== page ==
Shamarko Thomas a hit for Steelers

PITTSBURGH -- Doug Marrone has no shortages of resources to tap as the first-year Bills coach tries to discern tendencies of the Steelers and get an overall feel for what they like to do.

He can talk to general manager Doug Whaley, a onetime Steelers director of pro personnel, or his starting guards, Doug Legursky and Kraig Urbik, each of whom spent at least one season in Pittsburgh.

Heck, even the Bills’ practice squad has Pittsburgh ties as former Steelers quarterback Dennis Dixon is on it.

The Steelers have an insider of their own when it comes to Marrone, and that is rookie safety Shamarko Thomas.

Thomas’ four years at Syracuse coincided with Marrone’s stint as the Orange’s head coach

“Coach Marrone, I know his stuff well,” Thomas said.

The two grew up together in a sense, and it is obvious that Marrone still has a soft spot for one of the hardest hitters he said he has ever seen.

Marrone, on a conference call with Pittsburgh reporters earlier this week, recalled how selfless Thomas was last season after the latter injured his shoulder.

Marrone met with Thomas and told the latter he understood if he wanted to have season-ending shoulder surgery so as not to compromise his NFL future.

“He said, ‘Coach, I’m finishing the season and we’re going to a bowl,’ ” Marrone said. “I was like, ‘Whoa.’ ”

The Steelers have had a similar reaction to Thomas and his hard-hitting style.

The fourth-round draft pick has quietly made as much of an impact as any Steelers rookie, including running back Le’Veon Bell.

Thomas plays in the Steelers’ quarter package -- three safeties and three cornerbacks are on the field together -- and he has made 22 tackles. Thomas is also a regular on the special-teams units and has flashed there, too.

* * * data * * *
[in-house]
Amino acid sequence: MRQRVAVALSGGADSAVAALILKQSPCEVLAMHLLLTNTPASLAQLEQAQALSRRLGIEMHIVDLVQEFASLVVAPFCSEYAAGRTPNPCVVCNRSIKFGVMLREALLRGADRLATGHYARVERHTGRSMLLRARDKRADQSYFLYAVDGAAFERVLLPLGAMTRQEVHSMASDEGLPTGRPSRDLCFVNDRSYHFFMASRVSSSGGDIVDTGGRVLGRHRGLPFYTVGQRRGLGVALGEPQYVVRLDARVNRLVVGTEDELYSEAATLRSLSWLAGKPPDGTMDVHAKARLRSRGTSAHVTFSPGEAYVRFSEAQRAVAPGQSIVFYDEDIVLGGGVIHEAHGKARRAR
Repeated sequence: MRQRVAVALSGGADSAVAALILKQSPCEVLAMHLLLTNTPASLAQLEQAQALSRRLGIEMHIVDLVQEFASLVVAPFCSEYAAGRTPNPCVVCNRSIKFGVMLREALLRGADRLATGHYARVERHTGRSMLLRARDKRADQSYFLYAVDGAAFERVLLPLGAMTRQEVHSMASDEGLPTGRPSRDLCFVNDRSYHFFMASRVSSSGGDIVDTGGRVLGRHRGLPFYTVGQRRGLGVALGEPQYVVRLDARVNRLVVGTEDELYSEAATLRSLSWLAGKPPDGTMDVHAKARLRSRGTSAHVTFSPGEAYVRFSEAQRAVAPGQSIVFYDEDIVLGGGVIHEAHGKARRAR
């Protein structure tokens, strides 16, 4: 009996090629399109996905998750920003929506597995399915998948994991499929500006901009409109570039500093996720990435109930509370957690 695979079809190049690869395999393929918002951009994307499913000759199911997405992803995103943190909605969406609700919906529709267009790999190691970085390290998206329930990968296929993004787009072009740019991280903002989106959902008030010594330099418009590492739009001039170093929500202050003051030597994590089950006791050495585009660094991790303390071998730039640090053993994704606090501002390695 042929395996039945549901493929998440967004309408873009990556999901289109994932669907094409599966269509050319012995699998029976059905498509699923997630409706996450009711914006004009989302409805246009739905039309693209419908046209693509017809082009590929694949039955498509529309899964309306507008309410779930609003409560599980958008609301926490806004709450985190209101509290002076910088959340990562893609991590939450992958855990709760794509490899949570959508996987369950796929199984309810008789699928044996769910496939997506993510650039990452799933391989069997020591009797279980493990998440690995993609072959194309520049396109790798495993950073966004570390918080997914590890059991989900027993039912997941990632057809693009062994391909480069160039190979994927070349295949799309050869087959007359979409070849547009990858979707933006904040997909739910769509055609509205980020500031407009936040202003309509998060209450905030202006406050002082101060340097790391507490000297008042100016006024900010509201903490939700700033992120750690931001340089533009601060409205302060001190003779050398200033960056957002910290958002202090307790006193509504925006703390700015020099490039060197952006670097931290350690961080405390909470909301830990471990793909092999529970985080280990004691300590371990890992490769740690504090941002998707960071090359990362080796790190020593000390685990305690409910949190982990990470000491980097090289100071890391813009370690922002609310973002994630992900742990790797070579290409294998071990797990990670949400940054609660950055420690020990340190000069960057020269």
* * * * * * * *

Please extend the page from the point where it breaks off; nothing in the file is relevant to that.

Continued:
“He’s done everything we expected of him as far as running and hitting,” Steelers defensive coordinator Dick LeBeau said. “I think he’s got a really good future in the NFL. I thought he did a good job in the preseason and he’s one of our better players to have in there.”

Size was the biggest question about Thomas prior to the 2013 draft but the 5-foot-9, 217-pounder has impressed his teammates with his physical play.

“He’s nothing but a short linebacker,” free safety Ryan Clark said. “He’s taking on blockers, making strong tackles.”

“Making plays like a linebacker,” strong safety Troy Polamalu added.

Clark and Polamalu have mentored Thomas since he joined the Steelers, and that relationship has accelerated his growth and led to his getting more and more snaps as the season has progressed.

“They take me in like a little brother and it’s blessing because as a rookie you don’t expect it from the veterans,” Thomas said, “but these veterans here show so much love. I sit beside them in the meetings. They teach me everything, stuff I don’t know and things I need to get better on.”

Thomas is clearly the future at safety with Clark unlikely to return after this season and Polamalu also a question mark given the fact that he is due to make more than $8 million in 2014.

Thomas’ past and future collide Sunday when Marrone and the Bills visit Heinz Field – and it will probably be in a literal sense, too, as Thomas' former coach knows well.

“He’s one of the best strikers or hitters I’ve ever been around,” Marrone said.